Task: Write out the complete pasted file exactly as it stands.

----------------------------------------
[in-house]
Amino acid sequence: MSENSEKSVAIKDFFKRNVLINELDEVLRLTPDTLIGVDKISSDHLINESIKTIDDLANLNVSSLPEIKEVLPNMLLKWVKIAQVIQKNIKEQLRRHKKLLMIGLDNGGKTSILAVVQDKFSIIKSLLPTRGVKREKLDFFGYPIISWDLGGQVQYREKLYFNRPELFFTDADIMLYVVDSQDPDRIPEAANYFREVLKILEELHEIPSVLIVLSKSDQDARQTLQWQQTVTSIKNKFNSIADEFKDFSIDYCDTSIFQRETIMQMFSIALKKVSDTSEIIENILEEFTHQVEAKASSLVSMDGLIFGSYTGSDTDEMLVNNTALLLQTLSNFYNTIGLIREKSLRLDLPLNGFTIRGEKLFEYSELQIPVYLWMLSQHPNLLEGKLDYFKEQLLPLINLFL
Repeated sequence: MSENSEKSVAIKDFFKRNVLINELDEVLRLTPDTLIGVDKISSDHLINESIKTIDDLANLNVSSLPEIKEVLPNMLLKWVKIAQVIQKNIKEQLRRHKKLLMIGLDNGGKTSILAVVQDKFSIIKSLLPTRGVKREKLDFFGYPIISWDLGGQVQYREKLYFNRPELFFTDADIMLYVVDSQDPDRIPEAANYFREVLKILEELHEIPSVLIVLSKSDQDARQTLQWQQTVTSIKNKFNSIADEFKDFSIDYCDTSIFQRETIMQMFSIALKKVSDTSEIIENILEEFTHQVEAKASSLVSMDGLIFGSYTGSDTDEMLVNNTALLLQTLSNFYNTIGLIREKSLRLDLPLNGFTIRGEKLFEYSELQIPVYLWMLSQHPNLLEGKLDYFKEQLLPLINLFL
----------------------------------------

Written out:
[in-house]
Amino acid sequence: MSENSEKSVAIKDFFKRNVLINELDEVLRLTPDTLIGVDKISSDHLINESIKTIDDLANLNVSSLPEIKEVLPNMLLKWVKIAQVIQKNIKEQLRRHKKLLMIGLDNGGKTSILAVVQDKFSIIKSLLPTRGVKREKLDFFGYPIISWDLGGQVQYREKLYFNRPELFFTDADIMLYVVDSQDPDRIPEAANYFREVLKILEELHEIPSVLIVLSKSDQDARQTLQWQQTVTSIKNKFNSIADEFKDFSIDYCDTSIFQRETIMQMFSIALKKVSDTSEIIENILEEFTHQVEAKASSLVSMDGLIFGSYTGSDTDEMLVNNTALLLQTLSNFYNTIGLIREKSLRLDLPLNGFTIRGEKLFEYSELQIPVYLWMLSQHPNLLEGKLDYFKEQLLPLINLFL
Repeated sequence: MSENSEKSVAIKDFFKRNVLINELDEVLRLTPDTLIGVDKISSDHLINESIKTIDDLANLNVSSLPEIKEVLPNMLLKWVKIAQVIQKNIKEQLRRHKKLLMIGLDNGGKTSILAVVQDKFSIIKSLLPTRGVKREKLDFFGYPIISWDLGGQVQYREKLYFNRPELFFTDADIMLYVVDSQDPDRIPEAANYFREVLKILEELHEIPSVLIVLSKSDQDARQTLQWQQTVTSIKNKFNSIADEFKDFSIDYCDTSIFQRETIMQMFSIALKKVSDTSEIIENILEEFTHQVEAKASSLVSMDGLIFGSYTGSDTDEMLVNNTALLLQTLSNFYNTIGLIREKSLRLDLPLNGFTIRGEKLFEYSELQIPVYLWMLSQHPNLLEGKLDYFKEQLLPLINLFL